Like a satisfying story, the journey to selfhood often entails working through conflict. Sometimes, it’s only through opposition that we begin to discover our own values and beliefs. This can be frustrating to witness in others, especially those for whom we’re responsible: think of the tantrumming toddler or the belligerent adolescent. But, while others can guide, prompt and set boundaries to prevent us harming ourselves or others, we must all forge our own paths to the someone we become.
But now they’re together in a book, can they collectively illustrate the process of becoming someone? Sara-Jayne Slack, my publisher and editor at Inspired Quill, hit on the bright idea of arranging the stories in order of the central character’s increasing confidence with who they are. So, after a fair amount of back and forth, the collection begins with a struggling teenage mother and ends with a widow marking her husband’s passing in style. Despite the mix of metaphors with roadblocks, diverted paths and spinning signposts in the middle, there’s a progression from characters stranded in the dark to emerging into the light. I hope this works for readers.
My character Diana goes through a similar process my debut novel, Sugar and Snails. Although she seemed to grasp her desired identity in adolescence, it takes her another thirty years to feel comfortable in her skin. If you haven’t yet read her story, you’re in luck, as it’s on Kindle promotion throughout this month. (As her outrageous blue fascinator declares!)
Immersed in pre-publication fever, it’s both a relief and a challenge to switch to fiction. I can’t stretch much further than 99-word stories at the moment, and even for them it takes a long walk for inspiration to take root. Yesterday’s low cloud kept me from the moors (so no bolving) but I managed to find a couple of stories.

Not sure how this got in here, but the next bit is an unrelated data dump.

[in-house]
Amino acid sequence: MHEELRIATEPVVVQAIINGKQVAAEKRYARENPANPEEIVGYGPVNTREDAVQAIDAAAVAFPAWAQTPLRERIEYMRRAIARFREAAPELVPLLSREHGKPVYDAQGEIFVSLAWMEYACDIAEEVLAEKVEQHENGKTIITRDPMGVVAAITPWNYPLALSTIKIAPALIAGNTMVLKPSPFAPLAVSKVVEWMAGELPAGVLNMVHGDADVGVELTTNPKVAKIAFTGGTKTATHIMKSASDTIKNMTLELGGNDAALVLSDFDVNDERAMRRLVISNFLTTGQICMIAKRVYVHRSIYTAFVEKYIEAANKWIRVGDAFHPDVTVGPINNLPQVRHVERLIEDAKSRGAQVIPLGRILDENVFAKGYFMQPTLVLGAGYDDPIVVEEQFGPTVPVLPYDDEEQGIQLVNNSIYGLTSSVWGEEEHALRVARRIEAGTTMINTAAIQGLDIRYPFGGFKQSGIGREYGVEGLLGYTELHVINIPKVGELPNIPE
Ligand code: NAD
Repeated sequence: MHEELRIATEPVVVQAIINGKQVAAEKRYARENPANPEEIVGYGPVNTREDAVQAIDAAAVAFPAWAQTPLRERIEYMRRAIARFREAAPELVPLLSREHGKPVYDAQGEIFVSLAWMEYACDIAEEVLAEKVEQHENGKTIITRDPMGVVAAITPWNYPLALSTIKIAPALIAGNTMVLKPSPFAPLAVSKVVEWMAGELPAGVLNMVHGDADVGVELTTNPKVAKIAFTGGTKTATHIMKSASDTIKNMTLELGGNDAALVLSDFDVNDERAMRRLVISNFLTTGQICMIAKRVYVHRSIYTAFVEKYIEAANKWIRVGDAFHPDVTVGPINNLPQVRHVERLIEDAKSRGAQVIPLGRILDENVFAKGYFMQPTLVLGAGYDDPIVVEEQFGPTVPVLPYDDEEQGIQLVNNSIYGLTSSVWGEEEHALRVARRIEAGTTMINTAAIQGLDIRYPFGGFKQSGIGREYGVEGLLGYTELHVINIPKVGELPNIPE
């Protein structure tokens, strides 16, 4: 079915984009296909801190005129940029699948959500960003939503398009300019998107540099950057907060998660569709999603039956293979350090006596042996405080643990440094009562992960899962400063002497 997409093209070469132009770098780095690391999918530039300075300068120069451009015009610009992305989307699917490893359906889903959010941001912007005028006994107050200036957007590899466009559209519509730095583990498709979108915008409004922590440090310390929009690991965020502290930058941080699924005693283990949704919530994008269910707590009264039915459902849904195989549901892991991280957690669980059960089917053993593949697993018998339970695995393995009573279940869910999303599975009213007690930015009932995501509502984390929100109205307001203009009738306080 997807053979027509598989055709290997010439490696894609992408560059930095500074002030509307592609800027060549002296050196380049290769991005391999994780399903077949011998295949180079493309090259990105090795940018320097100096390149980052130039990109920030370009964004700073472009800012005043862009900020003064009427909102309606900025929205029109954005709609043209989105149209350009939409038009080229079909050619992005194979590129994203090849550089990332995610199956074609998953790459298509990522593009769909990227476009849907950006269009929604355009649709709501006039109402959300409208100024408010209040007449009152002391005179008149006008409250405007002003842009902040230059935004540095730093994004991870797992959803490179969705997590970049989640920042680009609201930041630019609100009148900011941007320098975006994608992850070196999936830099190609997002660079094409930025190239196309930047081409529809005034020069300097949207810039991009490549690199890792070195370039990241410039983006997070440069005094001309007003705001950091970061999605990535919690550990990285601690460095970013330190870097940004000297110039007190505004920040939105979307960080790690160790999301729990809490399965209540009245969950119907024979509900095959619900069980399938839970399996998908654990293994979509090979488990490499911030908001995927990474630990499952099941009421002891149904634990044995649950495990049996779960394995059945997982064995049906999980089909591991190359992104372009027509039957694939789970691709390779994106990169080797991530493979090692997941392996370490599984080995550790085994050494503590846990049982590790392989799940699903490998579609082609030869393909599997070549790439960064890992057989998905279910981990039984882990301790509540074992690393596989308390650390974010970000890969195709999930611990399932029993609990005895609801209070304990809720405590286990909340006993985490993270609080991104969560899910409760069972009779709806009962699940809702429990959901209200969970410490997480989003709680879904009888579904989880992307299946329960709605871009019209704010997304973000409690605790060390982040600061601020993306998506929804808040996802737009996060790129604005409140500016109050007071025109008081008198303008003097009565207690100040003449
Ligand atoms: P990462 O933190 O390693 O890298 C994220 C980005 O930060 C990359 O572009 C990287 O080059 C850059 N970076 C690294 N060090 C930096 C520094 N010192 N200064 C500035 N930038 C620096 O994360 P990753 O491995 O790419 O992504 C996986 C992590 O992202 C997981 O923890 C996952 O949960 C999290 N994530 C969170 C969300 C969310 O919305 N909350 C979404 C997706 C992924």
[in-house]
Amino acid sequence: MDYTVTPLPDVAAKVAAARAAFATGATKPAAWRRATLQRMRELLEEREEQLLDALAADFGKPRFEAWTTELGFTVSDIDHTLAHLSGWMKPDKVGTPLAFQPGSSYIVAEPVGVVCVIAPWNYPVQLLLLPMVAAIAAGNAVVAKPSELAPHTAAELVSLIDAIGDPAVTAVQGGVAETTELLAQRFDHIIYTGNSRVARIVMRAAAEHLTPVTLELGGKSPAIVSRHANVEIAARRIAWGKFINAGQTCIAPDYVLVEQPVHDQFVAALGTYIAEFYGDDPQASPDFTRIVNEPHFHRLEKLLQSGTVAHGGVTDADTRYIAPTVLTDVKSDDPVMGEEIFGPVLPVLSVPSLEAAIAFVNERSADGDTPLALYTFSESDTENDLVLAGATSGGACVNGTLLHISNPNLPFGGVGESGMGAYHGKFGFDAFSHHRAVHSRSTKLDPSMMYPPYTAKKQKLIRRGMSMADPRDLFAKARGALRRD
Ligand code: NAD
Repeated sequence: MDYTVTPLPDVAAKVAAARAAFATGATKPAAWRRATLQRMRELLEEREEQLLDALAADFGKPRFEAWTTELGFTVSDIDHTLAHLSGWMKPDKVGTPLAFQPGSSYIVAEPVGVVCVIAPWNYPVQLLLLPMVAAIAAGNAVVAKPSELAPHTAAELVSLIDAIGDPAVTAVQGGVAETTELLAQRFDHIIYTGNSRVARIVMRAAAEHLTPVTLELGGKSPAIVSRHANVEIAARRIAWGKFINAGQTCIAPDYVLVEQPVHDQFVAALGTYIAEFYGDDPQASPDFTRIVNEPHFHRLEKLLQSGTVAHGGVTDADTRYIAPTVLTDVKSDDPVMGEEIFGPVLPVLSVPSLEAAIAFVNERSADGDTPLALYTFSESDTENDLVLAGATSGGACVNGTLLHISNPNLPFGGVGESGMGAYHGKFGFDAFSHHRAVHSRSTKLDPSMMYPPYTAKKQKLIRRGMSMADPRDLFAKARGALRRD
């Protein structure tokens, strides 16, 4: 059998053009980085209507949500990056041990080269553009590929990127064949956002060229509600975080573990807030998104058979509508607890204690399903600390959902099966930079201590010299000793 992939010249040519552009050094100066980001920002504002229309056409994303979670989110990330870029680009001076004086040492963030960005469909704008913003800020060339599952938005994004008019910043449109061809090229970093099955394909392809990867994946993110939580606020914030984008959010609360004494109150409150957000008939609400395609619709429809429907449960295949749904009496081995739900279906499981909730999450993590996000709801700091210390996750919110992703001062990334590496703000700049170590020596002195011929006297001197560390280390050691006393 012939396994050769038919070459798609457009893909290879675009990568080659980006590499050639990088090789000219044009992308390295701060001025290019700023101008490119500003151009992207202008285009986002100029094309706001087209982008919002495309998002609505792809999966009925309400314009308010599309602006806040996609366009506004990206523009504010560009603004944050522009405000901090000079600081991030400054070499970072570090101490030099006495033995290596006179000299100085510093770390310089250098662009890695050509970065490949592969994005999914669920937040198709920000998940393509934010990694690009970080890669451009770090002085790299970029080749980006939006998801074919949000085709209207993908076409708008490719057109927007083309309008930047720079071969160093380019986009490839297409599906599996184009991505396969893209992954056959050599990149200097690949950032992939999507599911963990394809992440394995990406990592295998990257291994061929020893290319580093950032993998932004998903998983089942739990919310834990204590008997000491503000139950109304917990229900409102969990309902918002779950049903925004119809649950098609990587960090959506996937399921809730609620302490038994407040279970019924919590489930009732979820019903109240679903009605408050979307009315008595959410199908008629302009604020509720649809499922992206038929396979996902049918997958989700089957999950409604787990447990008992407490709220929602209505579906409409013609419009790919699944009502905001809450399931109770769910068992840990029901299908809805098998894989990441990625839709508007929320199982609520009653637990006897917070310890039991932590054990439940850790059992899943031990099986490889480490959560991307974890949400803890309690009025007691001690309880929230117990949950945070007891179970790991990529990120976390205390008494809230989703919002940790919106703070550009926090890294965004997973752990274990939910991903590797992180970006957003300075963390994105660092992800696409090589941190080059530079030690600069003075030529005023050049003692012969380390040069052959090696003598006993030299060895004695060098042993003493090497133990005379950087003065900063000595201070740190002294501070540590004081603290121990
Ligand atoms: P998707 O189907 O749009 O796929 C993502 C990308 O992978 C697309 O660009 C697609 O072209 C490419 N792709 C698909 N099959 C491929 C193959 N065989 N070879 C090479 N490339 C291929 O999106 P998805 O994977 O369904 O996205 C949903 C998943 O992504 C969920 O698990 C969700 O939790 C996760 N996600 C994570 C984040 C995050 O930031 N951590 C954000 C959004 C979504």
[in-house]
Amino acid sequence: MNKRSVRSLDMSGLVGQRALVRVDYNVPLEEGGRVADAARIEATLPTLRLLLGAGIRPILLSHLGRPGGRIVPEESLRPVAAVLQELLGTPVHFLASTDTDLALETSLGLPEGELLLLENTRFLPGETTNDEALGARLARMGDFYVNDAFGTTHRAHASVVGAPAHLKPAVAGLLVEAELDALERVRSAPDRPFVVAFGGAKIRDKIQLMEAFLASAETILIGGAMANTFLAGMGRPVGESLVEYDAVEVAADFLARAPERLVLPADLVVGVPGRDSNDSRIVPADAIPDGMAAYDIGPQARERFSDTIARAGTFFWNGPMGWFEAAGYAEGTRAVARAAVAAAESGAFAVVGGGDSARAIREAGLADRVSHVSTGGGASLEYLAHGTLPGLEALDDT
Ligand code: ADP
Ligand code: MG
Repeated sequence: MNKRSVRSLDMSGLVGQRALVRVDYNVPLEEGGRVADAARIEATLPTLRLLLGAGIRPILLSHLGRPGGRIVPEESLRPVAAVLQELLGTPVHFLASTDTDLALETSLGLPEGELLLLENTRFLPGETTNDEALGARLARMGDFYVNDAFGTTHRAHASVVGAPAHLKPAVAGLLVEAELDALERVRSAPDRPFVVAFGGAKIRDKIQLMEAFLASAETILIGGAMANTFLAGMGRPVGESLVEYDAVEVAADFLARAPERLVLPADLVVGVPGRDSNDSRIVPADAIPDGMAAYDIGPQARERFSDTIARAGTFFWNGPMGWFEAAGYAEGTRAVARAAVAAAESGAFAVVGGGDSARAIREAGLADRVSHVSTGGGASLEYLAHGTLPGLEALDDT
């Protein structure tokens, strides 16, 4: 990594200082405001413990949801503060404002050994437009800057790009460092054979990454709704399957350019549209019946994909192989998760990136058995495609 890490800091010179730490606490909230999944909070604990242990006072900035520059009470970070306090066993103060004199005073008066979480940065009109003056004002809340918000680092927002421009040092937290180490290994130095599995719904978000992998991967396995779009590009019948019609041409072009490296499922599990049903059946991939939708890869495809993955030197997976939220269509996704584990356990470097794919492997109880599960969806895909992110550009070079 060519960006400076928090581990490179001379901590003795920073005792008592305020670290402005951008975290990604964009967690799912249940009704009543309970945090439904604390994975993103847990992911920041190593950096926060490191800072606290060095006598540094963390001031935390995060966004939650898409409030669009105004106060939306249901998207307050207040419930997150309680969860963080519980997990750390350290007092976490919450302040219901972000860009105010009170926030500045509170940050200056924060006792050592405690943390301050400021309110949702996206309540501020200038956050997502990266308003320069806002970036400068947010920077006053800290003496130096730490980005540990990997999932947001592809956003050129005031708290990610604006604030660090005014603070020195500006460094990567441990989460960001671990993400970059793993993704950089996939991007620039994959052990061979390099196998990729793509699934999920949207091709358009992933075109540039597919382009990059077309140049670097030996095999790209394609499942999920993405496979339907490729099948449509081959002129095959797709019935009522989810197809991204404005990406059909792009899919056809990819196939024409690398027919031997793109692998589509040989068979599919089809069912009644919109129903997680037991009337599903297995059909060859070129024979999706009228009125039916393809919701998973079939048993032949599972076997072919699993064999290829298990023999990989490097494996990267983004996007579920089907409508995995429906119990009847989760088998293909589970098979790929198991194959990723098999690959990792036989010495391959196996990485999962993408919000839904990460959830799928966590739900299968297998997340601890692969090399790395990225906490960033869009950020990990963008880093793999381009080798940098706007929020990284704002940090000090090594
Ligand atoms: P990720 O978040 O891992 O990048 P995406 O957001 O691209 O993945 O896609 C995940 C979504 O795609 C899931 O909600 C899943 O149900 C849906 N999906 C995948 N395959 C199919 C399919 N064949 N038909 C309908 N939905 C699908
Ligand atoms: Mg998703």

With the last of the Rodeo contests a couple more days to run, I struggled. Courting danger has never been part of my identity, and there’s little to connect me to the mindset of anyone who would. But I found a seed in an earlier challenge and I’ll submit my puny plant to the judges later today before it withers away.
As soon as November struck, Charli launched a new season of challenges. With fireworks bursting on the horizon as I drafted this post, the cue was too colourful – and noisy – to ignore. But what to do with the theme of bonfire night? My thoughts eventually settled on an identity I haven’t attempted to capture in my anthology, although a couple of characters come quite close.
Rainbow sequins burst onto a velveteen sky. With every screech and bang of the lightshow’s soundtrack, she feels him flinch. People scowl: his barks and yelps foul their outdoor entertainment. She grips his collar, strokes his head.
In the before, they baked potatoes in the embers, her brother’s boxer snug in his basket beneath the stairs.
Only one more night before the park’s returned to her and him and others like them. Pitch and peace from sunset to sunrise. Until Christmas. Hopefully, they’ll be bedded down in a shelter then. When another batch of fireworks explodes in the sky.